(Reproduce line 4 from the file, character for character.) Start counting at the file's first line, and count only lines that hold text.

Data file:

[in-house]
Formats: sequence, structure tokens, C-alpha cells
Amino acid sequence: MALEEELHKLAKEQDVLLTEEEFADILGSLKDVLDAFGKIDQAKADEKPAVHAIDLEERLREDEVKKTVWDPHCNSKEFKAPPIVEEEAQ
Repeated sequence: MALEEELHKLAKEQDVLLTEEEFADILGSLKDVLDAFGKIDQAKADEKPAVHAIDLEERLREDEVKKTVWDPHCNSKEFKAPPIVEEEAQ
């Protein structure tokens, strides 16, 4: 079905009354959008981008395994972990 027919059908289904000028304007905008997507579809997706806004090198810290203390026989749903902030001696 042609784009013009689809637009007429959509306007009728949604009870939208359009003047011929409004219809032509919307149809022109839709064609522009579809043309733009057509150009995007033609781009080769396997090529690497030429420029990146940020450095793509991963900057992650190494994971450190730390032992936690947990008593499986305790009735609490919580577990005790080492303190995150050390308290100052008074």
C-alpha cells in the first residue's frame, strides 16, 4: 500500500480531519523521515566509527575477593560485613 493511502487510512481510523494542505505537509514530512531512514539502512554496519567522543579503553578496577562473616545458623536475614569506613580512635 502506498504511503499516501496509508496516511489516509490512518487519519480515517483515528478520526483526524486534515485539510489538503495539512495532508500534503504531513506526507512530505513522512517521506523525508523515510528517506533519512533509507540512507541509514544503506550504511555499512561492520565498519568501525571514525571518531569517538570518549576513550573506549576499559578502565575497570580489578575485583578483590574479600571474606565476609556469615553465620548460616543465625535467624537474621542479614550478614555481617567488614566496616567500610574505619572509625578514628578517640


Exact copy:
Repeated sequence: MALEEELHKLAKEQDVLLTEEEFADILGSLKDVLDAFGKIDQAKADEKPAVHAIDLEERLREDEVKKTVWDPHCNSKEFKAPPIVEEEAQ